Sunday, October 18, 2009

The Clarity of Doctrine and the Ambiguity of Practice

After examining last week Hooker’s critique of the polity implemented in Geneva, this week the reading group turned to the third chapter of the Preface, on how unlearned people in England were persuaded to embrace Puritanism. In this section Hooker goes to great lengths to explain how unlearned people are persuaded to follow Puritan arguments not by virtue of reason but by appeals to the emotions (including an extended explanation of why women, due to impaired rational faculties, comprised a majority of Puritan followers).

Lying behind this polemic against simple followers of English presbyterian leaders is an argument about the clarity of scripture in matters of doctrine and its latitude regarding church practices. Hooker is adamant that all things necessary for salvation are clearly set forth in scripture (cf. Article 6 of the Thirty-Nine Articles; 2 Tim 3:16-17):

“Some things are so familier and plaine, that truth from falsehood, and good from evill is most easily discerned in them, even by men of no deepe capacitie. And of that nature, for the most part are things absolutely unto all mens salvation necessarie, either to be held or denied, eyther to be done or avoided . . . they are not only set downe, but also plainely set downe in Scripture” (Preface 3.2, lines 5-11).

While Scripture plainly states that all things needed for salvation are within it and all can access it, nonetheless Scripture is not as clear when it comes to questions of practice and church structures. Hooker emphasizes that questions about practice and polity are best left to experts that “God hath appointed some to spende their whole time principally in the studie of things divine” (Preface 3.2, lines 15-16). Indeed, while Scripture is plain in matters of doctrine, “in some things, as in these matters of discipline, [it is] more darke and doubtfull” (Preface 3.10, lines 1-2).

It is useful here to remember that Hooker’s quarrel with English Puritans was not in their reformed theology. We saw in the previous week that Hooker admired Calvin; the Elizabethan Church of England’s theology was permeated with reformed thought. Rather, Hooker disagreed with Puritan critique of the polity of the Church of England, claiming that it indeed was corrupt. In its places, Puritans claimed that only the polity of Geneva was ordained in Scripture (Preface 3.6-9).

For the people who gathered to read this chapter, parallels with the current debates within the Anglican Communion emerged. For example, it was noted that the current debate over human sexuality might reflect a debate over practice or polity and not doctrine. Hence, following Hooker’s critique of an exclusivist reading of Scripture regarding practice ought to be heeded. Indeed, Hooker claims that Puritans who claim such exclusivist readings distort Scripture itself. Following this argument in our context, some conservative factions in the Anglican Communion who claim that acceptance of sexual diversity is a betrayal of Anglican identity might find the shoe on the other foot.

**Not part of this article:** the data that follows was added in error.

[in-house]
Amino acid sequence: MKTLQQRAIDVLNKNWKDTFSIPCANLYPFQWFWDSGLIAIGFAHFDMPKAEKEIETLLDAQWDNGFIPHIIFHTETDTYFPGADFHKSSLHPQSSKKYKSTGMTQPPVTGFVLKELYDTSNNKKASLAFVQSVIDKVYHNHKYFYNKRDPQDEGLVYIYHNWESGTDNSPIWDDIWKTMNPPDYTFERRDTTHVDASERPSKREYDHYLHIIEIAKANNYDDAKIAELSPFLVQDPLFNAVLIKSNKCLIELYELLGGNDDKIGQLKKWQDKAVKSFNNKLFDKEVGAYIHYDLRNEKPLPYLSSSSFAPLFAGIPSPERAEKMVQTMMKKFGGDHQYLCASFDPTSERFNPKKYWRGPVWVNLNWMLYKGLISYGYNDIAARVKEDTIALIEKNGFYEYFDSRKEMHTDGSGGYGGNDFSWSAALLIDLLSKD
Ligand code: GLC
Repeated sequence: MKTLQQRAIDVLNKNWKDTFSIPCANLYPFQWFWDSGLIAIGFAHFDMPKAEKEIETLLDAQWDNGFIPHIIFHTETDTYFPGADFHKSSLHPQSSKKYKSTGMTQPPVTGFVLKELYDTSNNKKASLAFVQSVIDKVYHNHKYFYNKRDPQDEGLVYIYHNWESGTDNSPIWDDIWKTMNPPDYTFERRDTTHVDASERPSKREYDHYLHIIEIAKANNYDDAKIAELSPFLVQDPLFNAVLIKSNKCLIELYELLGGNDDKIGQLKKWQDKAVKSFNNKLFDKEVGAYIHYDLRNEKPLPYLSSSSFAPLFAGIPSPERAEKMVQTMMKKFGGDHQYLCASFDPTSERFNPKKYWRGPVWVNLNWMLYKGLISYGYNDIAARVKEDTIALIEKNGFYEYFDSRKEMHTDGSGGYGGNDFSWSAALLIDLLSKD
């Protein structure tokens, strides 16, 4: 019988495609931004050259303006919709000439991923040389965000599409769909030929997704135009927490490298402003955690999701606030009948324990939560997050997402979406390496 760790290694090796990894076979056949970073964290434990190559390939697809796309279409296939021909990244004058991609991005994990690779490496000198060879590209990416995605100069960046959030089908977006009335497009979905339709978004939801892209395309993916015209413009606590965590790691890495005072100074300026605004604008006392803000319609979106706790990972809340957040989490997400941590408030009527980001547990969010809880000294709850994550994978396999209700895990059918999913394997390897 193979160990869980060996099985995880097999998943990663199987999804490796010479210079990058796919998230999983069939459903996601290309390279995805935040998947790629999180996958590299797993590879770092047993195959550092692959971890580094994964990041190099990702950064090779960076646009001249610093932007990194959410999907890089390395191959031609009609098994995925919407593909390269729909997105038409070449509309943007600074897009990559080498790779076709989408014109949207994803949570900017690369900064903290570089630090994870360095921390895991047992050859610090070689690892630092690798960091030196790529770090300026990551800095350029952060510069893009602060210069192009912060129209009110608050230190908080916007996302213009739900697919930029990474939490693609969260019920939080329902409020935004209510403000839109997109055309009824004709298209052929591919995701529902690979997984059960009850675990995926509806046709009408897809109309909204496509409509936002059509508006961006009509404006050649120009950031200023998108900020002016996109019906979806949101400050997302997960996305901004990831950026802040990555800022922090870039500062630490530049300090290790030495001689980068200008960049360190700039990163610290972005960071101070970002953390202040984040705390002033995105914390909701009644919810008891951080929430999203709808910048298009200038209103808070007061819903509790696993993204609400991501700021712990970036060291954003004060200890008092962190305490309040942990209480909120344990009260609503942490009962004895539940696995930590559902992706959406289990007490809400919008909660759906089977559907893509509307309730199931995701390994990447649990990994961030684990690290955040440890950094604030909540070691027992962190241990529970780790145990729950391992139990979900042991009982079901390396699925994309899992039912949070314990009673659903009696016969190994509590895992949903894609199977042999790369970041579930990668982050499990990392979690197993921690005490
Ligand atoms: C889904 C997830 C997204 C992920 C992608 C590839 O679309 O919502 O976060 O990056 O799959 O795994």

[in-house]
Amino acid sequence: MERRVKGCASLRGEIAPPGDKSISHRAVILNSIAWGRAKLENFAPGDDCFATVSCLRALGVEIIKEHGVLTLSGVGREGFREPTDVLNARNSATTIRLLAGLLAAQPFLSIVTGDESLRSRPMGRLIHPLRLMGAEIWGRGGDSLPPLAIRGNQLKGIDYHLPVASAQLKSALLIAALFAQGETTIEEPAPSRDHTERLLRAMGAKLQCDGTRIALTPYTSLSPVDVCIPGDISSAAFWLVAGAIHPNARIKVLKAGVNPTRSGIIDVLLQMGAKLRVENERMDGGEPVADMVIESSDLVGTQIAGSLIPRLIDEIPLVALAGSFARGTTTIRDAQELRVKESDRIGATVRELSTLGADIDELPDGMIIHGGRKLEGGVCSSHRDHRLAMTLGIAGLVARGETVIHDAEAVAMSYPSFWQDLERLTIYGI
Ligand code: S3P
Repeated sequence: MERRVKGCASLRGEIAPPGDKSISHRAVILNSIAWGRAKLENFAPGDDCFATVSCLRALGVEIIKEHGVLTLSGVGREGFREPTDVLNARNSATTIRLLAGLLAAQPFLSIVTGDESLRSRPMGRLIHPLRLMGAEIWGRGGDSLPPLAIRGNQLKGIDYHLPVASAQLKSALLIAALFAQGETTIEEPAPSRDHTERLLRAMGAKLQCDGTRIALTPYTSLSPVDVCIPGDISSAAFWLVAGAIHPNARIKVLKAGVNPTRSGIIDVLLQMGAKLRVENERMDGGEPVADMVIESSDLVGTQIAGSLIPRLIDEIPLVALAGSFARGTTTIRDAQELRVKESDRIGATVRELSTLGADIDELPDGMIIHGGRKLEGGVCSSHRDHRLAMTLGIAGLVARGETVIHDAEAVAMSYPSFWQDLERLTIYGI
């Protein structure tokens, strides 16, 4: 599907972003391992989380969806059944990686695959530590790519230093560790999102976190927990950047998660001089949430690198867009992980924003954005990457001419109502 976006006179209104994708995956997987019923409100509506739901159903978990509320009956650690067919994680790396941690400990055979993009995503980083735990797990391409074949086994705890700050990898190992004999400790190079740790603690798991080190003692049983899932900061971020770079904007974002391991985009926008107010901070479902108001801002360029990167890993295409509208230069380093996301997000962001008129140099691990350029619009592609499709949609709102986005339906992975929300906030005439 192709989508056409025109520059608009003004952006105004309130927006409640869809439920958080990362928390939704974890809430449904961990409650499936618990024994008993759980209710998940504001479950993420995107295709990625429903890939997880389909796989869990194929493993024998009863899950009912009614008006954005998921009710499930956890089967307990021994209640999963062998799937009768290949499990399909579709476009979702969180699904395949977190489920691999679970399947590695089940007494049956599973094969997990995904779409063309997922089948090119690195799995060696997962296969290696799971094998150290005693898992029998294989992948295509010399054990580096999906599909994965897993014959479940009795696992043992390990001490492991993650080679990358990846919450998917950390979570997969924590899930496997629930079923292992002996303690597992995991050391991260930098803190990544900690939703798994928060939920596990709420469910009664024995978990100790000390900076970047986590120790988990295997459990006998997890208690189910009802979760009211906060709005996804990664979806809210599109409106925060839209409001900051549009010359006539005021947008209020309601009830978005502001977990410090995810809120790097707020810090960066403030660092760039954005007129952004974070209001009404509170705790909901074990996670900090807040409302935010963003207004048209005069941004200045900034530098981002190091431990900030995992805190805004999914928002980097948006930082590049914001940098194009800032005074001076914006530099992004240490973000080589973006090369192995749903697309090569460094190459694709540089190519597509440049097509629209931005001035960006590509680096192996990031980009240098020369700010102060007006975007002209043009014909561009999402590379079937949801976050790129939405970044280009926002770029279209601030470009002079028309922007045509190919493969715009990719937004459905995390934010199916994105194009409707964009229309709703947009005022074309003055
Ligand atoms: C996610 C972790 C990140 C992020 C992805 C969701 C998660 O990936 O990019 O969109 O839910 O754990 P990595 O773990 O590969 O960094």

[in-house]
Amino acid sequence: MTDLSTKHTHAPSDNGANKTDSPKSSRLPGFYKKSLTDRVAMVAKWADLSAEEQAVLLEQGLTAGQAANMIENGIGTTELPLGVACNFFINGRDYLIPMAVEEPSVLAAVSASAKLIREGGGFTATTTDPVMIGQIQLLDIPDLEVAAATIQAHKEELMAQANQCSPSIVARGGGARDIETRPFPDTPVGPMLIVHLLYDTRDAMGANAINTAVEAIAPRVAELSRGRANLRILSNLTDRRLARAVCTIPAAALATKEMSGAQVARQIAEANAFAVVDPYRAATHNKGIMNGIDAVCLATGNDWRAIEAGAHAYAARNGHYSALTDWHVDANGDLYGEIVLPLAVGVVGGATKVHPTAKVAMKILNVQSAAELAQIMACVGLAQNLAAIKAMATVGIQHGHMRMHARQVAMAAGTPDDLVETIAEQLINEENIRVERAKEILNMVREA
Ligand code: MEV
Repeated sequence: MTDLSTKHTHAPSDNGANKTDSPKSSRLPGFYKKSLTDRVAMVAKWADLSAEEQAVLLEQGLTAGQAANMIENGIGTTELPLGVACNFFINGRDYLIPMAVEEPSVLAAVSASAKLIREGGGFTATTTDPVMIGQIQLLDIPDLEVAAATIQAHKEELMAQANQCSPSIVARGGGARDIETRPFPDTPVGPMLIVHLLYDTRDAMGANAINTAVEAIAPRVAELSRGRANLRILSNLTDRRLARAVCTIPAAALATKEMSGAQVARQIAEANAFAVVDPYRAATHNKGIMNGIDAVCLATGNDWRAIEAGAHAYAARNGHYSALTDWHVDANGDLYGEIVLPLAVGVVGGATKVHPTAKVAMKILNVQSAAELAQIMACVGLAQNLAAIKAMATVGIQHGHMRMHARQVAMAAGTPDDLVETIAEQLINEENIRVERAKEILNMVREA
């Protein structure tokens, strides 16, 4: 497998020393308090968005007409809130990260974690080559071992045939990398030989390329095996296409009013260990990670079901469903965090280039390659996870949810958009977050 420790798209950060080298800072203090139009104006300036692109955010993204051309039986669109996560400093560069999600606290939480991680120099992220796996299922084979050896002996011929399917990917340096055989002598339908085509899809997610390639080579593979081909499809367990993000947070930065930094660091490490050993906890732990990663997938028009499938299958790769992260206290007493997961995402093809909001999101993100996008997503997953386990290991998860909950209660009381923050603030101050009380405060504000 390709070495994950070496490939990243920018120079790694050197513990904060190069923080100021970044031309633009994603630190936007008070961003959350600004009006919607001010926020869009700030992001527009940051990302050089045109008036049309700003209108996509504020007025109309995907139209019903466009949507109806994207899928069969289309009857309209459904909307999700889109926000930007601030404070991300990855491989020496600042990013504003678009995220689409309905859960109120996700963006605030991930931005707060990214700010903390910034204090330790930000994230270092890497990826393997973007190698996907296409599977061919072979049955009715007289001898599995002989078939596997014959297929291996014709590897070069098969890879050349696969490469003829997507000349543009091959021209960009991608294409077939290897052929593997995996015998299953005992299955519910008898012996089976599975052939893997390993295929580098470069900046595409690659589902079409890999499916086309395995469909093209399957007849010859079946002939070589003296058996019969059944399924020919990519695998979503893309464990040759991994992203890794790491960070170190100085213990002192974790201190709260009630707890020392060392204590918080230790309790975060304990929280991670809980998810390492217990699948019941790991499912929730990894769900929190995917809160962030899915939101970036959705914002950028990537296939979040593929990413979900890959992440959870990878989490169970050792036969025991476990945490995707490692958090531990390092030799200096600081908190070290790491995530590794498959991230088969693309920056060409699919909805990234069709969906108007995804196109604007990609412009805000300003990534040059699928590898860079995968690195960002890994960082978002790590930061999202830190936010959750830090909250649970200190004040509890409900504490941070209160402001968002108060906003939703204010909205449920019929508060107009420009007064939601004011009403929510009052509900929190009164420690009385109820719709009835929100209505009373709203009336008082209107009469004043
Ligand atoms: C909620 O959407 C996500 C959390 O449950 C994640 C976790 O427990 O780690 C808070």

Tuesday, October 6, 2009

Calvin, yes. Geneva, no.

In the second meeting of our group, we managed to finish chapter two of the Preface to the Lawes. This chapter is Hooker’s explication of the development of reform in Geneva under the leadership of John Calvin. Hooker was part of a “reformed consensus” in the Church of England that accepted as an important theological voice. One only need to read the Thirty-Nine Articles to see the importance of reformed theology on the English church. Hooker himself notes that Calvin is worthy of respect for “his exceeding paynes in composing the Institutions of Christian religion” and “his no lesse industrious travailes for exposition of holy Scripture” (Preface 2.8).

Nonetheless, Hooker disagrees with the argument of English Puritans influenced by exiles who fled England and lived in Geneva due to the policies of Queen Mary I who, upon their return to England, argued that the form of church governance Calvin established in Geneva was necessary because it alone is ordained by scripture. In particular, Hooker resists the notion that lay elders could possess the power of excommunication, a power he holds only bishops are imbued with in the Church of England. In Hooker’s mind, Calvin’s efforts at reform in Geneva were well-suited to that place, but they do not translate well to an English context. “That which Calvin did for establishment of his discipline, seemeth more commendable than that which he taught for the countenancing of it established” (Preface 2.7).

Our group saw in Hooker’s argument here the continuing development of his notion of church polity as something contextual and necessarily organic. Hooker could not imagine the level of lay leadership made available in Geneva being exercised in England. It makes one wonder what he would make of vestry meetings and all other forms of lay leadership in the contemporary Episcopal Church.